Updated: Mar 30
All throughout November and December, Story Screen is giving thanks to those cinematic stories that have always been there for us – whether through film, TV or even specific persons (on, behind or in front of the silver screen). These are the works we cannot help but appreciate, the ones that molded us, guided us, and stuck with us through good times and bad. These are the ones that deserve our personal thanks.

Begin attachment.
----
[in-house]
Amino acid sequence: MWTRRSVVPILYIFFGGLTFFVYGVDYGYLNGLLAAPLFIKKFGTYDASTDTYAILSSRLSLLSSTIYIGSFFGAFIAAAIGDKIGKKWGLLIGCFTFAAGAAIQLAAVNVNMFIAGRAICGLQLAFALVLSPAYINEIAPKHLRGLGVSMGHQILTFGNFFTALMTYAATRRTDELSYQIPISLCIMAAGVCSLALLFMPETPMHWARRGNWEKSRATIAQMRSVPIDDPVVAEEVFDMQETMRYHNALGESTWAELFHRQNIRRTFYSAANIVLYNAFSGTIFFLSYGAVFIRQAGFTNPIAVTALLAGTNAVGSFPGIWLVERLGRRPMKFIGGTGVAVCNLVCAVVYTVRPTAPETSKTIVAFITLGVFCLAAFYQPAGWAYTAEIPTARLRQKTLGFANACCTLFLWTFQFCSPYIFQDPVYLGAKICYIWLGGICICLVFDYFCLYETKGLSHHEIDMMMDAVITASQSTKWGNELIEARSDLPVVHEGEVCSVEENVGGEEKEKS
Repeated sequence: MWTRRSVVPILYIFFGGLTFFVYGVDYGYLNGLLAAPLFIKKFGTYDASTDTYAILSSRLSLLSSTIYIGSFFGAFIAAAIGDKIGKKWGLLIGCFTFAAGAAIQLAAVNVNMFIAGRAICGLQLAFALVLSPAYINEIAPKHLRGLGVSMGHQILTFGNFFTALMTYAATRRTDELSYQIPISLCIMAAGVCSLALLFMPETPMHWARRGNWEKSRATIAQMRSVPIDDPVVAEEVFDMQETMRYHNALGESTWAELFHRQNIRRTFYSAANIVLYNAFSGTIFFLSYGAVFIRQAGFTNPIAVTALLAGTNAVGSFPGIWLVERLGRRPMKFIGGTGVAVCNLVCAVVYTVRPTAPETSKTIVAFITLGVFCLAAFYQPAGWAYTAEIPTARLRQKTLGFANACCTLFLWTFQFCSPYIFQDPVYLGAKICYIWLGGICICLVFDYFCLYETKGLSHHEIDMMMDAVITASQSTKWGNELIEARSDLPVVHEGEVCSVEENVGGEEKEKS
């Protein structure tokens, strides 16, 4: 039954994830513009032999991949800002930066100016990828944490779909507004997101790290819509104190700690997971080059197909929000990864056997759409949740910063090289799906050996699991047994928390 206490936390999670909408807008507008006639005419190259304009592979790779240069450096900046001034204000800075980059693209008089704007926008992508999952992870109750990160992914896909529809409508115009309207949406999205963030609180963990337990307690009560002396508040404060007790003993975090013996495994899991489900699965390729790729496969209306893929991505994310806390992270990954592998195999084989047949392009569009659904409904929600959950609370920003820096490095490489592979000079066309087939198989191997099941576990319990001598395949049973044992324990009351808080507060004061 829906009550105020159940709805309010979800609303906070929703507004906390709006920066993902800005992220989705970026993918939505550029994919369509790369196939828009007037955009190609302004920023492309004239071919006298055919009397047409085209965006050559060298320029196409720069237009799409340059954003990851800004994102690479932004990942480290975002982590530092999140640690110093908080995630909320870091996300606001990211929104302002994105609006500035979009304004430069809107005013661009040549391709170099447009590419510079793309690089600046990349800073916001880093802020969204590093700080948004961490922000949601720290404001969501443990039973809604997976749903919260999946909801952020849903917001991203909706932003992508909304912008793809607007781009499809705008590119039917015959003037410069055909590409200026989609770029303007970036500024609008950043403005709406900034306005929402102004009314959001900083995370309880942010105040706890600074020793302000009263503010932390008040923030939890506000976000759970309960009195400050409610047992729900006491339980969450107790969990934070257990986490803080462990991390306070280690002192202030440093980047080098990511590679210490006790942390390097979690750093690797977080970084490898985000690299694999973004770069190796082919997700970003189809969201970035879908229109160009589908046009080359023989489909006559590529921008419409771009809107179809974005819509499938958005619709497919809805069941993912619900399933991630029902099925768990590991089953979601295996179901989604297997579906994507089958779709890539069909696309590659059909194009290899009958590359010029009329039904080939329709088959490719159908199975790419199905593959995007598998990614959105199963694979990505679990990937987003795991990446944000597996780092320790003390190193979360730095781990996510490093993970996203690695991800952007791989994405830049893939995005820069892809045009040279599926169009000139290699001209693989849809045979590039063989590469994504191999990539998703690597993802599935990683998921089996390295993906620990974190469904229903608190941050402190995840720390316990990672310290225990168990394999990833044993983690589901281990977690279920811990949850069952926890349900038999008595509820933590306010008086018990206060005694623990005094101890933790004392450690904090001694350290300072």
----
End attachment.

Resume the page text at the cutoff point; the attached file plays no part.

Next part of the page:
Colin Farrell has had one hell of a career: from blasting out of nowhere, to shamelessly being in just about every movie between 2002 and 2003, to being a punch line, getting caught up in a sex tape scandal, (for which he is credited as, “Director” on IMDb. Sure!), to becoming one of the most commanding and daring actors working on both big and small screen Hollywood today. As many of my oldest friends and cohorts will attest, I've been a die hard Farrell Fan for a long time, almost since the beginning. I have always felt that he had a certain electricity that didn't come standard in most actors of his quality, (meaning good looking but still a bad boy), able to headline major blockbuster events or play quiet side characters with a secret or two. As an actor, he's often a loose cannon, practically vibrating with unpredictability and seemingly ready to pop at the light of a cigarette or the sip of a drink. And his hair. His goddamn hair. So, if you're into this as much as I am, I'd like to discuss some (not all, mind you), of Colin Farrell's credits over his nearly 20 year career, so that we can understand how this rising star finally ascended.